BMW X3 driven - The inside story
Quality is harder to fault because the materials and fit and finish are a match for anything in the class. What’s more, the driving position is excellent, and BMW’s iDrive controller is standard, so you can flip through an encyclopedia of entertainment, navigation and set-up menus quickly and easily.
Move round to the back of the car and you’ll find a well shaped boot that can cope with a considerable 550 litres of luggage, plus cargo space grows to a mountain bike-swallowing 1600 litres when the rear seats are folded. The backrests are split 40/20/40 for added versatility, and while they don’t lie completely flat, the slight angle is unlikely to cause you problems when loading up.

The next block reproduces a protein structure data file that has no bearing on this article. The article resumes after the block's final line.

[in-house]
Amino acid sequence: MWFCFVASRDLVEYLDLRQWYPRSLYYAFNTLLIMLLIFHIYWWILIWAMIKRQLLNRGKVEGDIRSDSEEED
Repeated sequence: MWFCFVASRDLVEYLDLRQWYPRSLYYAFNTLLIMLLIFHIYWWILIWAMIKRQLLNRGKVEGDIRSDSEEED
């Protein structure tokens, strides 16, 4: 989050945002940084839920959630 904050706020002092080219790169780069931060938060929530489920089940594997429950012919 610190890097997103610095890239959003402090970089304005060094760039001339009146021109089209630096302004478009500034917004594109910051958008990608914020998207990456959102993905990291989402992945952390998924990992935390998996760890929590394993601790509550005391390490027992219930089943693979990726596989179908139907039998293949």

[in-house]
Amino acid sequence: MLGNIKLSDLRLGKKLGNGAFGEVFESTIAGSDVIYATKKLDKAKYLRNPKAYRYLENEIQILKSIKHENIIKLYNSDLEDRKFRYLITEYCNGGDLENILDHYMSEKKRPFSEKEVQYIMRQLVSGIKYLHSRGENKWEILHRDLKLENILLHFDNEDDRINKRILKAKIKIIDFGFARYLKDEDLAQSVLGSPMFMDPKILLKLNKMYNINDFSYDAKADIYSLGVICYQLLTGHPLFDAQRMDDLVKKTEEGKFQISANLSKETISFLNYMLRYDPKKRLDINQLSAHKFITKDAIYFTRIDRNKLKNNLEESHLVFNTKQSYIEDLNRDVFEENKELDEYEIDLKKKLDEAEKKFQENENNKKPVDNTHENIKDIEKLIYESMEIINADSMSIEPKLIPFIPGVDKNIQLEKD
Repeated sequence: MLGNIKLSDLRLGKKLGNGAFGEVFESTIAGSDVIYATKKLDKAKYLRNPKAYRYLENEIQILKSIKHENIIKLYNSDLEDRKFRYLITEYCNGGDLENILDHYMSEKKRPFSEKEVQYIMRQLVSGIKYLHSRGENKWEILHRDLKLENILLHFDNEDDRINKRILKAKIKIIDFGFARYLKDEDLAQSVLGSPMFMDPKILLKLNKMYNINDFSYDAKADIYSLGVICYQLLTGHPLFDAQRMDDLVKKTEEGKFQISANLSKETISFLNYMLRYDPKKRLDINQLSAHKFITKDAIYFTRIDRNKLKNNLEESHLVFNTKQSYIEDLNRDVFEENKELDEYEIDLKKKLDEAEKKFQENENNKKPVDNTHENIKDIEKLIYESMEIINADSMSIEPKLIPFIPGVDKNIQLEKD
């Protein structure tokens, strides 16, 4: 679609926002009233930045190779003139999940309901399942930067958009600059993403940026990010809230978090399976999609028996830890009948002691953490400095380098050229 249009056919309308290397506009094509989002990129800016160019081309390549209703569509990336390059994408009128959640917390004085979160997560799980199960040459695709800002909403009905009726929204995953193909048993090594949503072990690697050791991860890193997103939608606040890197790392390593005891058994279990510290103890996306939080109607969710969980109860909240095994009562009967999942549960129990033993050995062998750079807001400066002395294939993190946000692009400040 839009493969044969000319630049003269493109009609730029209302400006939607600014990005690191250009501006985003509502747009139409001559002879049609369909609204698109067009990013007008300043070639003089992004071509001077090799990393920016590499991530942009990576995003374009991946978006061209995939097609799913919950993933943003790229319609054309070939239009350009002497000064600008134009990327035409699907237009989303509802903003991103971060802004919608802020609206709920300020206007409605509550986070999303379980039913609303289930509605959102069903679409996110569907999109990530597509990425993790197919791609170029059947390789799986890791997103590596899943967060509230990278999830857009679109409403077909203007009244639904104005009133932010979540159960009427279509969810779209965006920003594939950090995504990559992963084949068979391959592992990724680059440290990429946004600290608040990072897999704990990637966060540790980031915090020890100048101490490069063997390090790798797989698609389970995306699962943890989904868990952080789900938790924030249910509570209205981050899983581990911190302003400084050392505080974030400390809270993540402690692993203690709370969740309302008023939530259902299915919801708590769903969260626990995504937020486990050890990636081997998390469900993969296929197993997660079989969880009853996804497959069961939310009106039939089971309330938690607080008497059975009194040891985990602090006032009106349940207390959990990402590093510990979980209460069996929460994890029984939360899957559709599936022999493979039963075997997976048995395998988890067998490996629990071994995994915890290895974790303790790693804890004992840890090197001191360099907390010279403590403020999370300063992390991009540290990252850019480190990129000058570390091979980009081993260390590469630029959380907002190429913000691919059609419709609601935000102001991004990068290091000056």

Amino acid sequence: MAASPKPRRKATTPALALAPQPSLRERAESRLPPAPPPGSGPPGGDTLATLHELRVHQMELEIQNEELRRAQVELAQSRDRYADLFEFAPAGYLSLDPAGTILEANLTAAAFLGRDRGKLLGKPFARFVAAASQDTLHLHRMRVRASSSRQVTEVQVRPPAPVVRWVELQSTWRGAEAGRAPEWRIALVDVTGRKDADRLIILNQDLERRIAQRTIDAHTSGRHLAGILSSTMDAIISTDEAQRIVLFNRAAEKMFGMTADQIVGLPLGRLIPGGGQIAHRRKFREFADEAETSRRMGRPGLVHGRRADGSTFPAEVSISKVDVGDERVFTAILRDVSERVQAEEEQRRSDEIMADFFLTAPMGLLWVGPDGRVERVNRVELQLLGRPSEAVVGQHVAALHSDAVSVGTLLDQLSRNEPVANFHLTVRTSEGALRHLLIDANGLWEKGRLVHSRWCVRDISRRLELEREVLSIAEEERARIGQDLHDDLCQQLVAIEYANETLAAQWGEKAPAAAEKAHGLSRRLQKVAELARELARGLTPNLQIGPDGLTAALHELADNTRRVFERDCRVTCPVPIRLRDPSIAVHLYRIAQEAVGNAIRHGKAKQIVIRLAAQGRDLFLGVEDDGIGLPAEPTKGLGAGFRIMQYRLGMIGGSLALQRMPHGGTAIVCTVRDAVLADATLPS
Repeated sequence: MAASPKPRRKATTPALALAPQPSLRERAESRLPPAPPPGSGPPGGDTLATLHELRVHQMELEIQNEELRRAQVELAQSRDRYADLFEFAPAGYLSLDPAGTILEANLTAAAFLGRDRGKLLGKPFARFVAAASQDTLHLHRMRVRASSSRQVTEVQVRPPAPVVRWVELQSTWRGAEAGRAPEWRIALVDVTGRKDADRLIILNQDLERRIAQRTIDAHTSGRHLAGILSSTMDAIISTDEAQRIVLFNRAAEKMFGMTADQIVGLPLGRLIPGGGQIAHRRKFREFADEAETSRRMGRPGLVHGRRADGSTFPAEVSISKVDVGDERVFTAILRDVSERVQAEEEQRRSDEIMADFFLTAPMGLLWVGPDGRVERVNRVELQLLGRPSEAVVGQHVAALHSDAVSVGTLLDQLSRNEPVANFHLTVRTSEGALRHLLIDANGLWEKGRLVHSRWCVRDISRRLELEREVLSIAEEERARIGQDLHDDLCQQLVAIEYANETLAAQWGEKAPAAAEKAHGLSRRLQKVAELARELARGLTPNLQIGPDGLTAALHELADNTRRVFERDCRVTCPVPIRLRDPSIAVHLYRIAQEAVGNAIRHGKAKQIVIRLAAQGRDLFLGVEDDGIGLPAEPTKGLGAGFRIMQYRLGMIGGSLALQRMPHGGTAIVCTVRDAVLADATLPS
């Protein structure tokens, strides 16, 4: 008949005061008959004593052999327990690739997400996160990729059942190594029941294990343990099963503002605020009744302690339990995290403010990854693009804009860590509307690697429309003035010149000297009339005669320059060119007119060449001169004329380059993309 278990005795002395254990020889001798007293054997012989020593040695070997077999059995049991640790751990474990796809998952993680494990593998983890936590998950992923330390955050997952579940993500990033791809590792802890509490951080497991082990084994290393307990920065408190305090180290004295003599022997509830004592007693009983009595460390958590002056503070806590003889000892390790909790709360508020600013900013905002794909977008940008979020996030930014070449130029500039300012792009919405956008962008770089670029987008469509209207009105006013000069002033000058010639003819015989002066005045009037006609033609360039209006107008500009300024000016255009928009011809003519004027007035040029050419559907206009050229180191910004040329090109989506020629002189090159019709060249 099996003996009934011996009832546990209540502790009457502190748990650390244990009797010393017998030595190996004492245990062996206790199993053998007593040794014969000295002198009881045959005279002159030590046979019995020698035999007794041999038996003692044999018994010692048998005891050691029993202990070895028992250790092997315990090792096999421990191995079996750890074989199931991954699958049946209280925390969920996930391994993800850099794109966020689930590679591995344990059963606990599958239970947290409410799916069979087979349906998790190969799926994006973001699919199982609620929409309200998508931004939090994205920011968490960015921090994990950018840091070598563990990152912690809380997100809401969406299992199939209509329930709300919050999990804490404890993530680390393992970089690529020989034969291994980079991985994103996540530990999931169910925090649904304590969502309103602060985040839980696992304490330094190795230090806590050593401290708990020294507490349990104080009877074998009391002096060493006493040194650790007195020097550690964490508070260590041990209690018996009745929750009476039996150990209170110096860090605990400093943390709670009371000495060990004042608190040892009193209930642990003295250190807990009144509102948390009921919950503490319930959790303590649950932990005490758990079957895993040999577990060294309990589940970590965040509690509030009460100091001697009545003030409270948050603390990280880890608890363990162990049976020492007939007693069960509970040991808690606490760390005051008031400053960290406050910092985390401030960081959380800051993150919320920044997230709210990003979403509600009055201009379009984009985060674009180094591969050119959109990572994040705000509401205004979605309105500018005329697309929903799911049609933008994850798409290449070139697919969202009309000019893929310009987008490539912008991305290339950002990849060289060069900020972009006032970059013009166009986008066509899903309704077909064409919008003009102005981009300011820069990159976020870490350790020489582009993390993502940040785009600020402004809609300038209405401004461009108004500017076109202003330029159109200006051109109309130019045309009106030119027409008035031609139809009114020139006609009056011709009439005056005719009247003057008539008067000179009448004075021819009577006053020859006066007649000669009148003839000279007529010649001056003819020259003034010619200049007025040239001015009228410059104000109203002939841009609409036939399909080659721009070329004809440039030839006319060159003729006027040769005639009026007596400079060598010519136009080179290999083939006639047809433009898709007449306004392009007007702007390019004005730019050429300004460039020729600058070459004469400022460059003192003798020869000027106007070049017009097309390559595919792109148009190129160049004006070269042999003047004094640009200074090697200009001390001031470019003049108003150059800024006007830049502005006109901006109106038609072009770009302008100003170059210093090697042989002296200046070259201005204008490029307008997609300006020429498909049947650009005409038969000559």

Buying and owning
The X3 might be a much better car now, but that doesn’t mean it’s much more expensive. In fact, it costs slightly less than the old 2.0-litre diesel model.
Look at key rivals, and you’ll see that it also undercuts the equivalent Q5 and is priced within £1000 of our favourite XC60, plus it should be cheaper to run than both thanks to a long list of green technology that includes brake energy regeneration and an engine stop-start system.
With a manual gearbox, the X3 averages over 50mpg and emits a modest 149g/km of CO2. Meanwhile, the automatic version has identical performance and economy figures, and produces even less CO2 (147g/km).
Don’t think that BMW has skimped on luxuries, either. Leather upholstery, climate control, front and rear parking sensors and cruise control are all standard, as is permanent four-wheel drive. With the second-generation X3, then, BMW is back on form.
What Car? says
The car the X3 always should have been